While Hanoi has suffered several weeks of intensive bombing by United States aircraft, Saigon has been virtually untouched by the war in Vietnam except for a rocket attack on an ammunition dump in mid-December.
GV Saigon street with cars & people (3 shots)
SV PAN Troops & people (2 shots)
SV Police in jeeps patrol the city (4 shots)
SV PAN Ammunition barge in river
GV & SV Naval patrol boats (2 shots)
SV Troops search barge (4 shots)
SV Patrol boat PAN TO depth charge exploding in water
GV & SV Workers harvesting rice crop (5 shots)
SV Worker thrashing rice
SV Bags of rice loaded on truck (2 shots)
Initials SGM/1836 SGM/1918
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Background: While Hanoi has suffered several weeks of intensive bombing by United States aircraft, Saigon has been virtually untouched by the war in Vietnam except for a rocket attack on an ammunition dump in mid-December.
North Vietnam has agreed to a full resumption of the Paris Peace Talks next week (8 January). The renewed talks will see Hanoi returning much battered by the U.S. bombing attacks, while Saigon will be in much the same position as before.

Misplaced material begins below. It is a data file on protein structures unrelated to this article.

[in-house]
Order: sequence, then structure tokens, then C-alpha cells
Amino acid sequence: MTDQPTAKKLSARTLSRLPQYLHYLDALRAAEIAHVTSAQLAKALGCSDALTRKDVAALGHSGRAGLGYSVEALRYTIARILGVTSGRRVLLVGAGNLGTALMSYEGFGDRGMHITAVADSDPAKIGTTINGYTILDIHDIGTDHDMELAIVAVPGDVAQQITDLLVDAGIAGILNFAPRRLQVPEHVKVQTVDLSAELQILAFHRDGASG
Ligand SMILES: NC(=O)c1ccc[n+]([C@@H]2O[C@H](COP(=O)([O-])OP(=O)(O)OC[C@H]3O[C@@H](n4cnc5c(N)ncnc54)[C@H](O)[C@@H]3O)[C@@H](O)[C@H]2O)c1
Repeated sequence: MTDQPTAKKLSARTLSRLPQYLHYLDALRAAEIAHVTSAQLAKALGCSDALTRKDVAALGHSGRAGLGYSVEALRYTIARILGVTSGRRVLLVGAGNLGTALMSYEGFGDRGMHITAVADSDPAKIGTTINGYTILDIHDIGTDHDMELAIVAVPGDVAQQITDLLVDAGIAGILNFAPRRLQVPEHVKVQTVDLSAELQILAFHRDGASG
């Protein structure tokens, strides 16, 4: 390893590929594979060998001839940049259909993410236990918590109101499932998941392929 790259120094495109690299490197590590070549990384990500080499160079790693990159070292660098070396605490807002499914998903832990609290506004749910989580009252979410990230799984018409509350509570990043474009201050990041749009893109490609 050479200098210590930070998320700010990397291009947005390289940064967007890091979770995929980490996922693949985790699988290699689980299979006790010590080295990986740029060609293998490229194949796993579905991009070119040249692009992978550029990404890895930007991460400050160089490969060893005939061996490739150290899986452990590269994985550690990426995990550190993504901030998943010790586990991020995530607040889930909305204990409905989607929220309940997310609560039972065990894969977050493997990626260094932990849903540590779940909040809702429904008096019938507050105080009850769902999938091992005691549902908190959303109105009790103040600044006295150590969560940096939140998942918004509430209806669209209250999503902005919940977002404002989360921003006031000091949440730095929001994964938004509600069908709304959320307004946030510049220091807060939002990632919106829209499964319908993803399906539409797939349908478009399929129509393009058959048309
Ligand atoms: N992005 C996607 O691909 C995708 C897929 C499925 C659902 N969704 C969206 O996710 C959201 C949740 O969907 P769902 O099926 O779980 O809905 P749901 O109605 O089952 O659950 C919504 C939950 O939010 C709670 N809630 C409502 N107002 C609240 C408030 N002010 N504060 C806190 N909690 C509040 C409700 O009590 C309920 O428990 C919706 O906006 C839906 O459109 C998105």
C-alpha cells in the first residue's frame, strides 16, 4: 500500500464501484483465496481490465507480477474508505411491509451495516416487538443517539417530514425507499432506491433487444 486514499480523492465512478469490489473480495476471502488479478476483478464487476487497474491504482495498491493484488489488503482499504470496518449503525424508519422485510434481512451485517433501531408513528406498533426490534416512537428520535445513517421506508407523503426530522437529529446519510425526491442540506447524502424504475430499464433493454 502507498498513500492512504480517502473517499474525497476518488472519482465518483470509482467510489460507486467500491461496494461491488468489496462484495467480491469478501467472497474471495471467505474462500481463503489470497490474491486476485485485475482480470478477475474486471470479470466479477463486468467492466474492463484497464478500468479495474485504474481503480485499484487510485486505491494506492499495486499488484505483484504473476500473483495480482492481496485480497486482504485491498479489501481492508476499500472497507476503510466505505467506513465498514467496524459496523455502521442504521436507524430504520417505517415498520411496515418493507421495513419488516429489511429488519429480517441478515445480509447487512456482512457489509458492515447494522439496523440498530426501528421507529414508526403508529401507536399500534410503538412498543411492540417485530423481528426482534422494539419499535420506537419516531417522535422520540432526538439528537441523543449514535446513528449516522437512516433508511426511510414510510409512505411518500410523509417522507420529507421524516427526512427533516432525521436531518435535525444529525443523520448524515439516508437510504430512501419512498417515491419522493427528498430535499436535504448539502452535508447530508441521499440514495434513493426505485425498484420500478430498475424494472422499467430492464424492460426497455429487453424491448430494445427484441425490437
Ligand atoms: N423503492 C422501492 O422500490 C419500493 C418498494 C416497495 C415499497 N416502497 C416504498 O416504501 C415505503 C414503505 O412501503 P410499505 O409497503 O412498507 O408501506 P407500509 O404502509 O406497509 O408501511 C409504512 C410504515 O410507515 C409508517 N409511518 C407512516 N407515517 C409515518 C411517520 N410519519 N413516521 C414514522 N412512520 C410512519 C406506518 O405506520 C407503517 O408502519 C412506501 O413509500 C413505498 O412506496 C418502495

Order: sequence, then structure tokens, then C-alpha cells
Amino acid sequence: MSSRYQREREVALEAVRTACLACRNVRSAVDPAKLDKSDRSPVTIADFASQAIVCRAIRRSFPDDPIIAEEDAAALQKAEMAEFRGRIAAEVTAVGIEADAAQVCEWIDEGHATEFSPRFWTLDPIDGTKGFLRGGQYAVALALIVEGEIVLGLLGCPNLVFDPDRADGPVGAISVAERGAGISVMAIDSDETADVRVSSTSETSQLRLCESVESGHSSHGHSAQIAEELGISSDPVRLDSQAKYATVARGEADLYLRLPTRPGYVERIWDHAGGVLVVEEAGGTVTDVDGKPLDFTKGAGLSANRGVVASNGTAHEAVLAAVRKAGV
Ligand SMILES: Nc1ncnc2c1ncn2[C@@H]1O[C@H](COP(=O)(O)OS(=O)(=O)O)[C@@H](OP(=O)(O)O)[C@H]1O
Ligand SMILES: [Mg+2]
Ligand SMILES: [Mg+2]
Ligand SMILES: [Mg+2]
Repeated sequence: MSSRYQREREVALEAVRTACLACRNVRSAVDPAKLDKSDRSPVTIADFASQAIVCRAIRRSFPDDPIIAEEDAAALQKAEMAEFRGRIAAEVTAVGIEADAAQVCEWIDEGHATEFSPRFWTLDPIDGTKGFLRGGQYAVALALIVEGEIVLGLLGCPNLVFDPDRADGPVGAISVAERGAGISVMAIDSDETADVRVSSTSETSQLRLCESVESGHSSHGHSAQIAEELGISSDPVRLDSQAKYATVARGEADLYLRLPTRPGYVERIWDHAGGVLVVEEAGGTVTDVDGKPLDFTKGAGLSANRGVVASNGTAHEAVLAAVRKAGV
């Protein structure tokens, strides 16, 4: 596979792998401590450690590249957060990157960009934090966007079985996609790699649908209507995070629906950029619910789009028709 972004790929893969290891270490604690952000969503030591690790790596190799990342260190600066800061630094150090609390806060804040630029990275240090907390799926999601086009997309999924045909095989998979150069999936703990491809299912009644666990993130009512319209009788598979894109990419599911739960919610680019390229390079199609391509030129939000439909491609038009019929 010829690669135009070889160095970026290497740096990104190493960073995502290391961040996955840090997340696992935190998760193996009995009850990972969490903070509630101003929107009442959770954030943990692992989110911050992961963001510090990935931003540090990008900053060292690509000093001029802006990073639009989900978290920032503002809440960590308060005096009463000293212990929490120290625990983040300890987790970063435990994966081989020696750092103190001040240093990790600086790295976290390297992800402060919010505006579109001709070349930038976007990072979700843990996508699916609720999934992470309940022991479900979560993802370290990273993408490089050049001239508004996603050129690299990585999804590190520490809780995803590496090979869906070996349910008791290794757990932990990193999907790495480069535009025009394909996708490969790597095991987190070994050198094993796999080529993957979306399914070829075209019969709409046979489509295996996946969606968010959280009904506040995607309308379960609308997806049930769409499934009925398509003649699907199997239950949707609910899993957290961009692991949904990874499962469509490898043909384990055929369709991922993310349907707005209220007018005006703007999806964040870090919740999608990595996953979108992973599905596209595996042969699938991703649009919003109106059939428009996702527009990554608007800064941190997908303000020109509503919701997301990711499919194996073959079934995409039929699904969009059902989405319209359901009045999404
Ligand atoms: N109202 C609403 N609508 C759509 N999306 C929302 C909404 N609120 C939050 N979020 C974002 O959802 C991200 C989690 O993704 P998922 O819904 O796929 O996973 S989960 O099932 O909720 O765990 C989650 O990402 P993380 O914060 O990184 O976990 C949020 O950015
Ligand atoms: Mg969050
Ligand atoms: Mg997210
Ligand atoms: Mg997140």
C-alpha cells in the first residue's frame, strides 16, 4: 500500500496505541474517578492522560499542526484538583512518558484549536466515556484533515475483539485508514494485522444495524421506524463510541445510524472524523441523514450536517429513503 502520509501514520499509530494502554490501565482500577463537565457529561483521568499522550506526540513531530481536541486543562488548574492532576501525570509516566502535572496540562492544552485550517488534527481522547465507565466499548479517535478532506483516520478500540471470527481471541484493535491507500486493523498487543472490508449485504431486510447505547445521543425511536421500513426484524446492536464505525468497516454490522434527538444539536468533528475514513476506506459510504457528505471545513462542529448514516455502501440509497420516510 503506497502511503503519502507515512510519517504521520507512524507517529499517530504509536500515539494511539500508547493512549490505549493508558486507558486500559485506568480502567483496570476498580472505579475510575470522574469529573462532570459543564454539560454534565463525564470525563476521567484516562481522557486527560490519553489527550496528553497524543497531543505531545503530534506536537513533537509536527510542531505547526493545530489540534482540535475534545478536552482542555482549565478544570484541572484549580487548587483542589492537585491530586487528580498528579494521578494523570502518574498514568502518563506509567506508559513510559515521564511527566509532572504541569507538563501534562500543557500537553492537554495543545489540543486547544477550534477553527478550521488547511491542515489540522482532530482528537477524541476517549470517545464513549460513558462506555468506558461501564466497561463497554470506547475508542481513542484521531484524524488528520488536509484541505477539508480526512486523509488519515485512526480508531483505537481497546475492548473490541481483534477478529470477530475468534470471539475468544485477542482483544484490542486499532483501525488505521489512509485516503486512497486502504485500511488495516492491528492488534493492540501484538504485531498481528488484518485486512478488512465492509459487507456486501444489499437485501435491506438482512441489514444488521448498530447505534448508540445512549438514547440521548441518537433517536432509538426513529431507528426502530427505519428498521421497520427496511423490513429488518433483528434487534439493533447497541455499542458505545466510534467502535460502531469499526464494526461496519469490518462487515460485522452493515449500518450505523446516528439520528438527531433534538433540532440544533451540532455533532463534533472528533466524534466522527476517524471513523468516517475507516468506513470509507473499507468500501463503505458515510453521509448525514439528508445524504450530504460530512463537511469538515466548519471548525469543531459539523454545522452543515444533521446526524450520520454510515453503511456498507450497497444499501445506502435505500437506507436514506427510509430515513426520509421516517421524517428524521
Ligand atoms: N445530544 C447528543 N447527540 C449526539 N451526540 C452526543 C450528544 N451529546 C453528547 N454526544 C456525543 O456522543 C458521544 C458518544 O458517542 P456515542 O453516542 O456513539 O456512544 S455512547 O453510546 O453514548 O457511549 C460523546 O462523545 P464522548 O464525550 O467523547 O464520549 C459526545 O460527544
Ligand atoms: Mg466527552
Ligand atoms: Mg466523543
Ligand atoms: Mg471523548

Increased patrols by Saigon Police and naval craft guard against possible attacks on the city. And the South Vietnamese Army has gained sufficient control of outlying areas to permit the peaceful harvesting of the rice crop.
The increased security in and around Saigon may have helped to strengthen President Thieu's position politically.
SYNOPSIS: While the past few weeks have seen intensive bombing of Hanoi in North Vietnam, Saigon has remained almost untouched by the ravages of war.
South Vietnamese troops are in evidence in Saigon, but there is none of the heavy military equipment usually associated with the capital of a war-torn country...Police patrols within the city have been intensified and the United States has supplied new jeeps to be sued in guarding against sabotage -- but there hasn't been any. The calm in Saigon is a dramatic contrast to destruction in Hanoi caused by the U.S. bombing.
Arms and munitions continue to pour into South Vietnam. Barges loaded with ammunition lie in Saigon's river, guarded by United States-trained units of the South Vietnamese Navy. Searching the vessels on the river is a common occurrence and protects against an attack from this direction.
The boats patrol the river day and night and are equipped with depth charges.
The security in Saigon also extends into the areas around the capital. This year's rice crop is currently being harvested. Control of the rice-producing areas of South Vietnam is a critical factor in maintaining control of the country. When the full Paris Peace Talks resume next week, South Vietnam may be in a stronger position than when the talks ended, because Saigon has not suffered the destruction the U.S. bombing has caused in the North Vietnamese capital.